All of these professionals, and perhaps a couple more, will constitute your Team, those experts who are comfortable with the more arcane aspects of real estate investing and dealing (buying and selling).

Finally, we have identified no one to whom we might turn for help “in the breach”, for moral support. Real estate investing can be a lonely calling. Brokers, contractors, the professionals we employ, all have their place in your scenario. But each too has his own agenda, which may or may not extend to your day-to-day personal adventures or the inevitable mishaps (short of catastrophe).

For this you need one or more “fellow travelers”, others who share your real estate interests and, ideally, who are likewise directly involved in buying, fixing, selling, or whatever, as your are. You need those few souls who you can call – day or night – to lend a hand. Who will be there for you, as you will be for them. You will find it is your Network that you call upon, during good times, and the other kind as well.

Captive to your Contractor

Working with contractors needs special attention. Newcomers to real estate investing are generally advised that, being new to the business, one is best advised to simply find a good general contractor and they will “take care of everything”. There’s a problem with that advice for many beginning investors: Our projects are seldom large or costly enough to attract truly qualified and reliable contractors; there’s just not enough money in it to get their attention. So, we lower our sights–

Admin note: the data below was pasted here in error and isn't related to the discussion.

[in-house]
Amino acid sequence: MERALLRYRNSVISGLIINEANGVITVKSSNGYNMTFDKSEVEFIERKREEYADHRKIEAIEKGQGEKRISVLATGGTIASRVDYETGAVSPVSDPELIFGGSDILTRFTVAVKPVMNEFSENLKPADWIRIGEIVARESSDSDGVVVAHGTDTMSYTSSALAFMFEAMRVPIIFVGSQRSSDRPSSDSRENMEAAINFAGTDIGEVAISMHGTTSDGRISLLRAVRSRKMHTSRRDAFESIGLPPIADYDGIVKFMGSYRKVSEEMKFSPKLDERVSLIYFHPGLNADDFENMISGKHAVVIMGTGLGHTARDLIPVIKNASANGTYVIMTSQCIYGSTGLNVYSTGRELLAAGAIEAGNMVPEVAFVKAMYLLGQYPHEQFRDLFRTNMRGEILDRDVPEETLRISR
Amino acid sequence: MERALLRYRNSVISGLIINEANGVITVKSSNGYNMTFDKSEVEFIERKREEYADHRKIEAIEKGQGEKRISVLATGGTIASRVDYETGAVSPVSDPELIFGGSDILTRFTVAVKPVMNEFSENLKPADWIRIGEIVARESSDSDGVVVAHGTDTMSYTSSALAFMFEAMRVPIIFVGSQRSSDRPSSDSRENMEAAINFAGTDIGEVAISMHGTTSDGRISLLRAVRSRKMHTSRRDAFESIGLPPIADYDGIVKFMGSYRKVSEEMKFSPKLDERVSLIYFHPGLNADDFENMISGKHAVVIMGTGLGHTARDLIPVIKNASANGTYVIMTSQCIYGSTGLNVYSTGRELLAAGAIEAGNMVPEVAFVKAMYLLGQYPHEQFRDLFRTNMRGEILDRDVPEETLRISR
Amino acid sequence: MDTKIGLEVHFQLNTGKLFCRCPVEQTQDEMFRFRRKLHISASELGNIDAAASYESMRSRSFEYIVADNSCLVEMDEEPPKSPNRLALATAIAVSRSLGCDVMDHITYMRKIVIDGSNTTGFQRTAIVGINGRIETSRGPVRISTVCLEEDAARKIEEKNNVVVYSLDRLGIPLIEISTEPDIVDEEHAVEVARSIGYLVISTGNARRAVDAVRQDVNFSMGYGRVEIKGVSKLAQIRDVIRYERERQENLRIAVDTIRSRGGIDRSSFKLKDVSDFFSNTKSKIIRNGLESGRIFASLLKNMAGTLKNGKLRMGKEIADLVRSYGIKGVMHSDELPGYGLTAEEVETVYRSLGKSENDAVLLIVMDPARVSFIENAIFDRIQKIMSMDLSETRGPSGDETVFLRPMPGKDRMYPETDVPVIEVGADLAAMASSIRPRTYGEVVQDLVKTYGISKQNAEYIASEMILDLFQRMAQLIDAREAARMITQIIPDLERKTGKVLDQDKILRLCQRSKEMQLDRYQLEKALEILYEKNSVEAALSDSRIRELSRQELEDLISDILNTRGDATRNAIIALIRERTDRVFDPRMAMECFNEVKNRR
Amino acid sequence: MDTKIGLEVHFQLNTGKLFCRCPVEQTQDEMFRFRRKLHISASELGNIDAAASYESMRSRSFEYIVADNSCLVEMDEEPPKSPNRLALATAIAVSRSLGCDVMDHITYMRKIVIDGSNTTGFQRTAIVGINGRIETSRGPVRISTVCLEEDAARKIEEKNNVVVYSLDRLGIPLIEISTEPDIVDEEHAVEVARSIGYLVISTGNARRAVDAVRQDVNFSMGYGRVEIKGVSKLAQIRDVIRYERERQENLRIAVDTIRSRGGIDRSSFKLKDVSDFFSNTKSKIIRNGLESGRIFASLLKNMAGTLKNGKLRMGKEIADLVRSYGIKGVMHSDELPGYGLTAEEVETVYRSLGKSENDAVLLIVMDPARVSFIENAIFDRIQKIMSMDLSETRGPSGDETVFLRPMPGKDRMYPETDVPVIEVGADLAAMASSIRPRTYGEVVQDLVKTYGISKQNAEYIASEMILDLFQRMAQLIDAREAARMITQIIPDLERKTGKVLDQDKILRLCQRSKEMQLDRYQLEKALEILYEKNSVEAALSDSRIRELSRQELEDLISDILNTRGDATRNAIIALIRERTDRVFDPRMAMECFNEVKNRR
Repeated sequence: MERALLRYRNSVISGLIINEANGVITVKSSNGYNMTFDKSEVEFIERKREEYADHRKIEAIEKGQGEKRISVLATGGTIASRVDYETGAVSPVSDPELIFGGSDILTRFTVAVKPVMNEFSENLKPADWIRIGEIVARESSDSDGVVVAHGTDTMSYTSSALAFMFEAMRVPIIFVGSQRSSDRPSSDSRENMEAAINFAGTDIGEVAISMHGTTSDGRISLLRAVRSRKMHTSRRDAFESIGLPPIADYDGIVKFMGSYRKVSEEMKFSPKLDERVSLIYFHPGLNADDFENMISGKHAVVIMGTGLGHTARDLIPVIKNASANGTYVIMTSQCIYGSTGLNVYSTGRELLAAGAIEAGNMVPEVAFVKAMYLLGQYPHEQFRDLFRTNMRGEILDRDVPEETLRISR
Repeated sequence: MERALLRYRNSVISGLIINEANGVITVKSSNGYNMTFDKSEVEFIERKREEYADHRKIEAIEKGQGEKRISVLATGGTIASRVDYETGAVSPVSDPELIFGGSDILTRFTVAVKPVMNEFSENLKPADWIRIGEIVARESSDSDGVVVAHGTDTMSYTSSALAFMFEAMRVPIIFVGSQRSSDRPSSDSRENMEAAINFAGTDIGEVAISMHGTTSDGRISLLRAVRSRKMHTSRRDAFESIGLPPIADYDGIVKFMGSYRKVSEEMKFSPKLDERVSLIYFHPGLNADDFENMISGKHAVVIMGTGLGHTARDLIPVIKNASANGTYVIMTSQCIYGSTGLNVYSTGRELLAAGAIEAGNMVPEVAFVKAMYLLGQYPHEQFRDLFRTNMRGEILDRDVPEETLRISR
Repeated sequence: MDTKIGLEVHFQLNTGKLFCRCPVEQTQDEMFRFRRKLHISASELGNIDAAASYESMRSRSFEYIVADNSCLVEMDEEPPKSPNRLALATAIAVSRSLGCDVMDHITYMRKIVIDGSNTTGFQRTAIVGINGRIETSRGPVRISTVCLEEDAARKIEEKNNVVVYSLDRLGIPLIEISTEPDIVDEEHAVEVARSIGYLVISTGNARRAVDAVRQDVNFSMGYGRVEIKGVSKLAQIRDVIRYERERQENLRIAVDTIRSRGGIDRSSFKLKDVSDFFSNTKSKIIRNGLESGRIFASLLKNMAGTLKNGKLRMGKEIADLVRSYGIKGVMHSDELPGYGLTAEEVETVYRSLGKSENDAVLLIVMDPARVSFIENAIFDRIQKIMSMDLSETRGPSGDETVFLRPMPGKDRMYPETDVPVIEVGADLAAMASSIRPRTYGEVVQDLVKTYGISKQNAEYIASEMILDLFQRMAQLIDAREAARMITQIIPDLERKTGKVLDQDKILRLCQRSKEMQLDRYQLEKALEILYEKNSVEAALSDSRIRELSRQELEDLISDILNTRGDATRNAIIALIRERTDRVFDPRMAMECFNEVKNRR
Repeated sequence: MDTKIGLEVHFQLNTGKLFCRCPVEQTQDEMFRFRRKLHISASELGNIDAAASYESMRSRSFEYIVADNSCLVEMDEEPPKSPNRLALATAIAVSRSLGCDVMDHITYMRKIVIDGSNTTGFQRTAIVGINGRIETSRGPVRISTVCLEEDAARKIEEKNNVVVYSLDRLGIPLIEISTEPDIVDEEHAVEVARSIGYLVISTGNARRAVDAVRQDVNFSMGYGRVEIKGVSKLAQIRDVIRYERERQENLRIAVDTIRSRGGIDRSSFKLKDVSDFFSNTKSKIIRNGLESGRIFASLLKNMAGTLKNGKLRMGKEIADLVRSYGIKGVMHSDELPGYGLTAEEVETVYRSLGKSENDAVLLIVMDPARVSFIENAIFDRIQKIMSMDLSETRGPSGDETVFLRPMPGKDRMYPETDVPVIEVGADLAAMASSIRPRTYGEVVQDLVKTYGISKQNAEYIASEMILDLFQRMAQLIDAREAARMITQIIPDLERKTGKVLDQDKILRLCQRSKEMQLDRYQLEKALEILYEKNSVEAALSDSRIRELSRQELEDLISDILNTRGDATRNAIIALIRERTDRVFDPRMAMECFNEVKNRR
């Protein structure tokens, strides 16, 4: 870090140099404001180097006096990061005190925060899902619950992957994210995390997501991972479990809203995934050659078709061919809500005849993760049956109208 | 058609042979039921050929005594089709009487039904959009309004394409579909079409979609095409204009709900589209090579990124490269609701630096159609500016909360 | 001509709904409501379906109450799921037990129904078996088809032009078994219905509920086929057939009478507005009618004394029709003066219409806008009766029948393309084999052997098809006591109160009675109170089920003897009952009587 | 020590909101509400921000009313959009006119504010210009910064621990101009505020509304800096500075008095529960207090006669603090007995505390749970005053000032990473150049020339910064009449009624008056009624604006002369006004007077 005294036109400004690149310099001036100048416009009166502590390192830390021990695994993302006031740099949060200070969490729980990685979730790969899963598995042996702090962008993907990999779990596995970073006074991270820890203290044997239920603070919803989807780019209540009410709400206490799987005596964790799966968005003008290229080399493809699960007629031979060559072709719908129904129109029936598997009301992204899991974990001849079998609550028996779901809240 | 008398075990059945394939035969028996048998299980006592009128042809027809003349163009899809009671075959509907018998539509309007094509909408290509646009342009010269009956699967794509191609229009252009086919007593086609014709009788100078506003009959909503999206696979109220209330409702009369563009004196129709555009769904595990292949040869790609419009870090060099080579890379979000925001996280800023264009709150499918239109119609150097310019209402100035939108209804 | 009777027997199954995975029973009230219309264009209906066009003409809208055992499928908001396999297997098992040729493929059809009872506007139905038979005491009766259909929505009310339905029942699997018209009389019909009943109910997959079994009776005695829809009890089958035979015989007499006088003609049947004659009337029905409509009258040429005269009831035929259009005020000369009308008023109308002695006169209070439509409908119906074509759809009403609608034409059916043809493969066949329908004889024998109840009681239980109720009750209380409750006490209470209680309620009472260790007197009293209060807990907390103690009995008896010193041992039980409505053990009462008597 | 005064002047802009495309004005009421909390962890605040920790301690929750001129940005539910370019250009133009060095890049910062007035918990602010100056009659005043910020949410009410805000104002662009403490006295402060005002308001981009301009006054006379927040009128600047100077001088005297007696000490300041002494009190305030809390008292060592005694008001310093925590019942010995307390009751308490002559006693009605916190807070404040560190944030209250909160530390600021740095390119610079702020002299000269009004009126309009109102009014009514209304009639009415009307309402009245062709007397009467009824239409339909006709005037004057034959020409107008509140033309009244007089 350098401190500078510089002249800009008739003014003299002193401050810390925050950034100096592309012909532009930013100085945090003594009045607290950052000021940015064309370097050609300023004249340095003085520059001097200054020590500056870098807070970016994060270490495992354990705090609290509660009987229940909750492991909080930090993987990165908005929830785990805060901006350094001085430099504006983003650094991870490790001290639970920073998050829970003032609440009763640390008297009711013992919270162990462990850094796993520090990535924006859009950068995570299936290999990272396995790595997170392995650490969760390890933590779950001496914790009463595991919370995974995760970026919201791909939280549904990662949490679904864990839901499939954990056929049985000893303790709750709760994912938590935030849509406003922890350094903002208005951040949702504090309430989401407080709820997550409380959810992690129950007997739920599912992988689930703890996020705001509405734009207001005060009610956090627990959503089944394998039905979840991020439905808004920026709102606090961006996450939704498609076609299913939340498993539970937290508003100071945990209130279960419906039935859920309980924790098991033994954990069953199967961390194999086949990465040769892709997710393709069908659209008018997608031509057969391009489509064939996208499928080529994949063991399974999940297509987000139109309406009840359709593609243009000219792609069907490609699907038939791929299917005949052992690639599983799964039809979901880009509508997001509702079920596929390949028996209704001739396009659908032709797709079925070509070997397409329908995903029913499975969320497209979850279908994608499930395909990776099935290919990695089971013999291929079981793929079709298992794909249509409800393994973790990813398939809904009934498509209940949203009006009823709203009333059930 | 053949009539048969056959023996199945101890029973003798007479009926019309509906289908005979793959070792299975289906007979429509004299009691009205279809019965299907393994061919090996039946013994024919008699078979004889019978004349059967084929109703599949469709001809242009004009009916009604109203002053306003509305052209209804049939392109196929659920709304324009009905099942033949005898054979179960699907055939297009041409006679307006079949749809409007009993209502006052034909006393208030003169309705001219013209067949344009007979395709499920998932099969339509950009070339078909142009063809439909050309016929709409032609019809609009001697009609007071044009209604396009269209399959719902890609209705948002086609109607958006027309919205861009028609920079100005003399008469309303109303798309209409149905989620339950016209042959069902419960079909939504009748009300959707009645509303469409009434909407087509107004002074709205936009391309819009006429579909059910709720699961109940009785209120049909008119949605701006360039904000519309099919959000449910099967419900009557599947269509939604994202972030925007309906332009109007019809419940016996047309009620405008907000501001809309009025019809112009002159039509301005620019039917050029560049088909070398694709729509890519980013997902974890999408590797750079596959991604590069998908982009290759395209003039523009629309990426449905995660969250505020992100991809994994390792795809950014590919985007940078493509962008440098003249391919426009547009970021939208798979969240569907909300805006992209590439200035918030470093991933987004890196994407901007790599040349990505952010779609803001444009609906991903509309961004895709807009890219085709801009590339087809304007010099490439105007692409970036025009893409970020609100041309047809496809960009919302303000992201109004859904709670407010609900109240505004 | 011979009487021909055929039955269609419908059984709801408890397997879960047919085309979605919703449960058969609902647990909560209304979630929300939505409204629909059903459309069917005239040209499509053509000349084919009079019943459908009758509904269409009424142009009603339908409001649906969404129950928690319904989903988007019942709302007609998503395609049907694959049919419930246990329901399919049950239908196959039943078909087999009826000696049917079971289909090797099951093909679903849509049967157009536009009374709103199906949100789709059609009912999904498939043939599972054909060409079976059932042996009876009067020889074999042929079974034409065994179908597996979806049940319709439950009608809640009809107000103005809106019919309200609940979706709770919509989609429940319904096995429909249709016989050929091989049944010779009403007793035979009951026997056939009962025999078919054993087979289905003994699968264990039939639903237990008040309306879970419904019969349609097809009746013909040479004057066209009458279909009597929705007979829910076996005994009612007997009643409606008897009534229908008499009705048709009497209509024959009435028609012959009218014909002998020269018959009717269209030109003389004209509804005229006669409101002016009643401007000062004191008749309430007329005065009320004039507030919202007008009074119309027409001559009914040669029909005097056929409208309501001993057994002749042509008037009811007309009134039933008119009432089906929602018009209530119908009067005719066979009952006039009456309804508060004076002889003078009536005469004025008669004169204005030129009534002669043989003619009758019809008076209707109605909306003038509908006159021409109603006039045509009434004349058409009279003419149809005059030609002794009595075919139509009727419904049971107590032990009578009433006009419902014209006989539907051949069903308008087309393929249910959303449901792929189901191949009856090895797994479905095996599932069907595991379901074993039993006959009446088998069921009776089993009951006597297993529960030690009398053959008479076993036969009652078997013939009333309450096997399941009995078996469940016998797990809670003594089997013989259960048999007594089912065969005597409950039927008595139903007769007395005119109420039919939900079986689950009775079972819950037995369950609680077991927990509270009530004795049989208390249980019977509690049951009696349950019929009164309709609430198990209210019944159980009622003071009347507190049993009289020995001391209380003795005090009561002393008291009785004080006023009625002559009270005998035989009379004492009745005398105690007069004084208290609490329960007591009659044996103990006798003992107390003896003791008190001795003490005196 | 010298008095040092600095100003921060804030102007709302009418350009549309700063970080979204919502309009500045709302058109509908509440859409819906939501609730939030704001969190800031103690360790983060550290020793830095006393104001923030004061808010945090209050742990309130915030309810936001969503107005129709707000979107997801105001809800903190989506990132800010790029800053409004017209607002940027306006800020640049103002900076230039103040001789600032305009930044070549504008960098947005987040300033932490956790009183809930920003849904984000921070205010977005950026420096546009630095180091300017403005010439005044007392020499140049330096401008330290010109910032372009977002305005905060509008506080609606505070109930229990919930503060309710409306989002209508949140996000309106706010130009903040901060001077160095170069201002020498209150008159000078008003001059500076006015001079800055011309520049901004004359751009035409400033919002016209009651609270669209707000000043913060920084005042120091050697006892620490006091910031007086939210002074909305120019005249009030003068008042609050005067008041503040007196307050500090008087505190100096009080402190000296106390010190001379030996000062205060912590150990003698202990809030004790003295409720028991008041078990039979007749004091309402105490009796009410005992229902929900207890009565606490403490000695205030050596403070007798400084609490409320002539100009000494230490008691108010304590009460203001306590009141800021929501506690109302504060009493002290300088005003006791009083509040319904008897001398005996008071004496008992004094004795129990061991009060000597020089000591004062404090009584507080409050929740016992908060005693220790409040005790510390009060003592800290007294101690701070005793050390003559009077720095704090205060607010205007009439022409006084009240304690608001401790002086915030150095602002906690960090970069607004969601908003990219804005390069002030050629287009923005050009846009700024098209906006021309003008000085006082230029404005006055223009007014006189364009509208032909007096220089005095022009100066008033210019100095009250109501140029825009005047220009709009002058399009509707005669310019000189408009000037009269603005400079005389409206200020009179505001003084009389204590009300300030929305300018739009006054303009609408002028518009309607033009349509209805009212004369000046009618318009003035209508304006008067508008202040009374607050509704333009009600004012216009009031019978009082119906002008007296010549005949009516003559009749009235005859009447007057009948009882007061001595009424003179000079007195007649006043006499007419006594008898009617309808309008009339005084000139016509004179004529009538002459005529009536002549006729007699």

Traditionally general contractors (“GCs”) undertake nearly complete responsibility for the construction process, subject to the terms of written agreement with the owner. The GC will hire and supervise the many specialty contractors generally required to complete the work: the carpenters, plumbers, electricians and more.

Importantly, the general contractor also “guarantees” that the work meets “industry standard” in quality and application. In event of inadequate or improper work, it is the GC that will be responsible for correcting any problems and delivering the job as specified. It is a very important role, particularly for laymen-owner unfamiliar with construction technology and industry norms.

Unfortunately problems may arise during the course of any construction-related project. Certain sub contractors may fail to perform; there may be unanticipated costs or changes to what is termed the “scope of work” to be performed; budgets may prove inadequate or erroneous, and more. An ill-informed choice of GC may be demonstrated in unexplained delays, cost overruns–in other words, simple incompetence.